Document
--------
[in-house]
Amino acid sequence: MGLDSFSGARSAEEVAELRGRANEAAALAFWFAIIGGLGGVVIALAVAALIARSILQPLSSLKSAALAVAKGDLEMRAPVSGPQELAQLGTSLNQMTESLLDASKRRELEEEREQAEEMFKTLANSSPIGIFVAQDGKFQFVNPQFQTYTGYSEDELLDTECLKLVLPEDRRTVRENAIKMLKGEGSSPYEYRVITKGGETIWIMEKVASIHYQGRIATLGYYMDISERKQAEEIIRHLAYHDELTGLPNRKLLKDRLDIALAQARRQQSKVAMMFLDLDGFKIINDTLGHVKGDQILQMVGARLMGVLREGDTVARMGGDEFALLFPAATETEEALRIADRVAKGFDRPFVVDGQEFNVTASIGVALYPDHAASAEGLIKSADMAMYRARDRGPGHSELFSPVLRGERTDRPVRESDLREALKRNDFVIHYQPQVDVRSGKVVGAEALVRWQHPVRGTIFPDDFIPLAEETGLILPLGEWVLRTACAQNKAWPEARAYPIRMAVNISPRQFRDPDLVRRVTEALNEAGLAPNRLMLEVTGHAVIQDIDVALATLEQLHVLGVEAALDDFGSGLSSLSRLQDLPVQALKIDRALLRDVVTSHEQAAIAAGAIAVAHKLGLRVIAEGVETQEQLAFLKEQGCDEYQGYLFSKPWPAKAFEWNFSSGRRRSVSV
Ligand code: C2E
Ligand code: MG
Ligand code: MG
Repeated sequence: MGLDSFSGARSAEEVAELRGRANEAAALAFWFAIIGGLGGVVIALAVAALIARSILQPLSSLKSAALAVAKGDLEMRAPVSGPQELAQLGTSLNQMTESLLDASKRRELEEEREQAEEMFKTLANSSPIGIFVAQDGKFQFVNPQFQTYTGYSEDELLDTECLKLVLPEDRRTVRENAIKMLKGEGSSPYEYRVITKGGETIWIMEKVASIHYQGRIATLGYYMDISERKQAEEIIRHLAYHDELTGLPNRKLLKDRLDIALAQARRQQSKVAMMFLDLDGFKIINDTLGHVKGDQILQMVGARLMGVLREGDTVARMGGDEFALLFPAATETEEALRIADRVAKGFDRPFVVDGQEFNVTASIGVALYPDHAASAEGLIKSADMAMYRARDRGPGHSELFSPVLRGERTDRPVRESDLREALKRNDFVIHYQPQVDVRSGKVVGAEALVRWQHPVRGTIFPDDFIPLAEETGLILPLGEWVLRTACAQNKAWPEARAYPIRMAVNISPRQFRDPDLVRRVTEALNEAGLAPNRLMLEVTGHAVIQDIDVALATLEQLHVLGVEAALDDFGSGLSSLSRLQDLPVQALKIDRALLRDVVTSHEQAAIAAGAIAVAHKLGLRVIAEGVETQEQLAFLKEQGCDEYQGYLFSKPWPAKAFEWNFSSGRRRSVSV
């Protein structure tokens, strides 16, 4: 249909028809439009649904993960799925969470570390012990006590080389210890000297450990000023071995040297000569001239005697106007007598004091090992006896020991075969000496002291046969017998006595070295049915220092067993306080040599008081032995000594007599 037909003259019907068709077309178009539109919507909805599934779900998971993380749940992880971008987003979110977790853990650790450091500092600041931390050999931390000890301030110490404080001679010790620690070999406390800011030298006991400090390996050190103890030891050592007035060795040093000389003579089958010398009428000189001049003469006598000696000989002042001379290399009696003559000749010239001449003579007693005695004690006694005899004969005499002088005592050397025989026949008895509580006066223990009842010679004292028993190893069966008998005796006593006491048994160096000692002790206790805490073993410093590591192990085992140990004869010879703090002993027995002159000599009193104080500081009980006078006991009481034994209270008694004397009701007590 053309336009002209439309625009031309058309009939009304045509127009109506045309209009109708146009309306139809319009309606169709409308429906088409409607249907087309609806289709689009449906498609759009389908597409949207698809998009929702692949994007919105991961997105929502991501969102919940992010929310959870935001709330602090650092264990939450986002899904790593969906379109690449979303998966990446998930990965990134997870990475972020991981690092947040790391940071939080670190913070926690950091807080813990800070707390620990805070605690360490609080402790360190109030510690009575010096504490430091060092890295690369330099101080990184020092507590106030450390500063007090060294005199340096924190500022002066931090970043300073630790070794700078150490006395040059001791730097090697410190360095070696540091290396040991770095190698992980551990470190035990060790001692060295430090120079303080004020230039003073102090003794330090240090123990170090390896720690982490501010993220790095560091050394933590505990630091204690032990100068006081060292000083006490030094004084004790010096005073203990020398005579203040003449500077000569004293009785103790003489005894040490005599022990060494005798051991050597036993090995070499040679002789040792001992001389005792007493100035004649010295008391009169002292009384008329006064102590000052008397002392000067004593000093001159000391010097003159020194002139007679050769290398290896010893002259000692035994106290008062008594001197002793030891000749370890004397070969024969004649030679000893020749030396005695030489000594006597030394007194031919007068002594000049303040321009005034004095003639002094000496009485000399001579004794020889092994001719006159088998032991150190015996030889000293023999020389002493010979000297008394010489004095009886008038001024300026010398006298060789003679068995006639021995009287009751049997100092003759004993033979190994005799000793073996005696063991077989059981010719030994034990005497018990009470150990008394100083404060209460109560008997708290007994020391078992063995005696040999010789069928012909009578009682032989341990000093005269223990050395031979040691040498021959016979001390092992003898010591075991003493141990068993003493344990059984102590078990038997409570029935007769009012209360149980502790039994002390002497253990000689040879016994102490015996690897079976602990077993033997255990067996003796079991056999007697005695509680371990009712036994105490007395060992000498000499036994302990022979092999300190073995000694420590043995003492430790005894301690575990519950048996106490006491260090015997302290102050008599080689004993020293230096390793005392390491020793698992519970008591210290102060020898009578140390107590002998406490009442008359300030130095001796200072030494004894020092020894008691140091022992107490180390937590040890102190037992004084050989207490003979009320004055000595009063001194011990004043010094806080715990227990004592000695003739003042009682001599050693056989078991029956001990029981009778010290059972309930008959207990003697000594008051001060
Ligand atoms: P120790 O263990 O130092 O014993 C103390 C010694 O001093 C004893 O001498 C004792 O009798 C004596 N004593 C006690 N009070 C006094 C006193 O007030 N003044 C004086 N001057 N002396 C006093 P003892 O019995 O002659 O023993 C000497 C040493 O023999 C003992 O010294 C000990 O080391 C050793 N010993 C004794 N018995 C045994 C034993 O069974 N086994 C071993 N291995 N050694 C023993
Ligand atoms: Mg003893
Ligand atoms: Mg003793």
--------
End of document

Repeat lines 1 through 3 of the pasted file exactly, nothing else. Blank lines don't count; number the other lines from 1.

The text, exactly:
[in-house]
Amino acid sequence: MGLDSFSGARSAEEVAELRGRANEAAALAFWFAIIGGLGGVVIALAVAALIARSILQPLSSLKSAALAVAKGDLEMRAPVSGPQELAQLGTSLNQMTESLLDASKRRELEEEREQAEEMFKTLANSSPIGIFVAQDGKFQFVNPQFQTYTGYSEDELLDTECLKLVLPEDRRTVRENAIKMLKGEGSSPYEYRVITKGGETIWIMEKVASIHYQGRIATLGYYMDISERKQAEEIIRHLAYHDELTGLPNRKLLKDRLDIALAQARRQQSKVAMMFLDLDGFKIINDTLGHVKGDQILQMVGARLMGVLREGDTVARMGGDEFALLFPAATETEEALRIADRVAKGFDRPFVVDGQEFNVTASIGVALYPDHAASAEGLIKSADMAMYRARDRGPGHSELFSPVLRGERTDRPVRESDLREALKRNDFVIHYQPQVDVRSGKVVGAEALVRWQHPVRGTIFPDDFIPLAEETGLILPLGEWVLRTACAQNKAWPEARAYPIRMAVNISPRQFRDPDLVRRVTEALNEAGLAPNRLMLEVTGHAVIQDIDVALATLEQLHVLGVEAALDDFGSGLSSLSRLQDLPVQALKIDRALLRDVVTSHEQAAIAAGAIAVAHKLGLRVIAEGVETQEQLAFLKEQGCDEYQGYLFSKPWPAKAFEWNFSSGRRRSVSV
Ligand code: C2E